Firefighters in Indonesia were battling several peatland fires in several locations on Sumatra island on Wednesday, officials said.
The fires started Tuesday afternoon near residential areas and along a highway in three villages. The firefighters were hampered because water sources were far away and several reservoirs were dry.
Forest and peat fires are an annual problem in Indonesia that strains relations with neighboring countries. Smoke from the fires has blanketed parts of Indonesia, Singapore, Malaysia and southern Thailand with a noxious haze.
Suharyanto, head of the National Disaster Management Agency, said the current fires in South Sumatra province would not affect neighboring countries.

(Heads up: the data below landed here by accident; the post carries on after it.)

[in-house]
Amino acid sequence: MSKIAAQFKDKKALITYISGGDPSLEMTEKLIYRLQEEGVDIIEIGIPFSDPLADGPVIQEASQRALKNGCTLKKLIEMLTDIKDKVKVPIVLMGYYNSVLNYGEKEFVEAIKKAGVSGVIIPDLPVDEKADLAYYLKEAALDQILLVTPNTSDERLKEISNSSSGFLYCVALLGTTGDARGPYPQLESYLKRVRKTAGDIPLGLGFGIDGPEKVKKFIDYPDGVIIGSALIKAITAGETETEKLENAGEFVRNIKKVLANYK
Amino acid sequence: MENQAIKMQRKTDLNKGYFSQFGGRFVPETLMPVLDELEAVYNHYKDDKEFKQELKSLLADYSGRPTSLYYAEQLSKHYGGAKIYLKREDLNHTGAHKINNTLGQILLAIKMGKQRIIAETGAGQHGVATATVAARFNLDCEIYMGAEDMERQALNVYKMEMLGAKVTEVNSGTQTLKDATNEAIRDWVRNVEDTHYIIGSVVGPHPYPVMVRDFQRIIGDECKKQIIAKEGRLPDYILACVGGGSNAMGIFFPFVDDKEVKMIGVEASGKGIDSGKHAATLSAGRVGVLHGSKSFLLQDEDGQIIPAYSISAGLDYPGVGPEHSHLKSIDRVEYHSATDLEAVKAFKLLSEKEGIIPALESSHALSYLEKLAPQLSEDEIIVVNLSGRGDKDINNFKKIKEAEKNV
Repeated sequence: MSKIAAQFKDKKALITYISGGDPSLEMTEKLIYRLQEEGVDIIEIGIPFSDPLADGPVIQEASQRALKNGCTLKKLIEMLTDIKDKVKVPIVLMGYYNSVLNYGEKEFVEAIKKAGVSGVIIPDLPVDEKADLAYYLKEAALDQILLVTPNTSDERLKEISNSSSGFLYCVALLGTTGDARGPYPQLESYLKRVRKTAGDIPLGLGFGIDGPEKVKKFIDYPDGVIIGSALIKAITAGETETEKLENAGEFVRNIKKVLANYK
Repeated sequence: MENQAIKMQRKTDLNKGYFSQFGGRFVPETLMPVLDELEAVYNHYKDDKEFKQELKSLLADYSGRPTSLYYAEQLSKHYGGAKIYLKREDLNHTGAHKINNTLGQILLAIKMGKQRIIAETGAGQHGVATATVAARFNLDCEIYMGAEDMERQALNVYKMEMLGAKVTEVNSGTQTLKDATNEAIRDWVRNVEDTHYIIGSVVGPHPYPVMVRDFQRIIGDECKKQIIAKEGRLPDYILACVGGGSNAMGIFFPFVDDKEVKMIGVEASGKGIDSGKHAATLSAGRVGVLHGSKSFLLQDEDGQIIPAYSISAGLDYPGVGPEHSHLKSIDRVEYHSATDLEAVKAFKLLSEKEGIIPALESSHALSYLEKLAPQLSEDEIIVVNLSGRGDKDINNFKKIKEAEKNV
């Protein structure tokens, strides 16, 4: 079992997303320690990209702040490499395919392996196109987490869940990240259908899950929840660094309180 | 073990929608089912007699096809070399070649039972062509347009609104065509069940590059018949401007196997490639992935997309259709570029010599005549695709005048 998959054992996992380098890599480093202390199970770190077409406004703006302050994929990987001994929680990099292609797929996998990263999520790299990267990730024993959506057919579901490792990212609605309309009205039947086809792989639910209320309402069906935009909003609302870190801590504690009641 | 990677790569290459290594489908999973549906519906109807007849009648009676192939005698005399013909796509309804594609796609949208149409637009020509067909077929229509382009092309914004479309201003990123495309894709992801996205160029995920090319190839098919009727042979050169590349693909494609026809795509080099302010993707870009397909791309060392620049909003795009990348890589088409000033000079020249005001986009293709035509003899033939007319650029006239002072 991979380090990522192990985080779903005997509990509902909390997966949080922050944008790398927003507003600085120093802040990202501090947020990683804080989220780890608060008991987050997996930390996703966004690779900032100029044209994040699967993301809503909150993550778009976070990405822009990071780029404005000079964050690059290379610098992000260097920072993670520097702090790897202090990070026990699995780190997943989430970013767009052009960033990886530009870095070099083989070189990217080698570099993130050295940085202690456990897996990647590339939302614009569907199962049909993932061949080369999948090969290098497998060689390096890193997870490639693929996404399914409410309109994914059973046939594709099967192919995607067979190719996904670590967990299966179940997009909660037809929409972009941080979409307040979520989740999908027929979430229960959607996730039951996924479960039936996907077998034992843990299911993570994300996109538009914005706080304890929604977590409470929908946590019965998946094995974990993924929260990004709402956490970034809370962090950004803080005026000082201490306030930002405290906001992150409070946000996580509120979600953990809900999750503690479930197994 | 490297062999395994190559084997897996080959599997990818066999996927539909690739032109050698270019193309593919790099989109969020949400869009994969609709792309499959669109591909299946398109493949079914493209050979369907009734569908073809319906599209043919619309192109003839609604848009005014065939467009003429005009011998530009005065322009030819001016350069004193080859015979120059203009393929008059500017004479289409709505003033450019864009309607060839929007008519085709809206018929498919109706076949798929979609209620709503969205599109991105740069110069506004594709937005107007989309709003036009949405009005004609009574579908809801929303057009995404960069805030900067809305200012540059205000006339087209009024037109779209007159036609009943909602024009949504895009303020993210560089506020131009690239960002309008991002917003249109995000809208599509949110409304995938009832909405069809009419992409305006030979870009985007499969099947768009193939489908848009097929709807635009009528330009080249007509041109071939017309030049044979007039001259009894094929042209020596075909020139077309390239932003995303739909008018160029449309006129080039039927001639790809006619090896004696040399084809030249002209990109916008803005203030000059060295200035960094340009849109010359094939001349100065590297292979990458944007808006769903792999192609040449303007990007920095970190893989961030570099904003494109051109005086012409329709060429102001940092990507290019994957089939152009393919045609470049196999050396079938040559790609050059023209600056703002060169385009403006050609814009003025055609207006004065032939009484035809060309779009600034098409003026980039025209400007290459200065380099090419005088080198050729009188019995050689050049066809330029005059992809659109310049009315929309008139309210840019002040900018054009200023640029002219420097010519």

“I’m sure that in general everything is under control. Even though there is smoke now, I’m sure it’s not as big as what happened in previous years,” said Suharyanto, who like many Indonesians uses only one name. “There has been land that has been burned, but a lot of it has also been extinguished.”
There are six provinces in Indonesia where forest and peatland fires are most common, according to the disaster agency. They include South Sumatra province, where a big peatland fire burned for several days in August.
Indonesia’s dry season fires were particularly disastrous in 2015, burning 2.6 million hectares (10,000 square miles) of land. The World Bank estimated the fires cost Indonesia $16 billion, and a Harvard and Columbia study estimated the haze hastened 100,000 deaths in the region.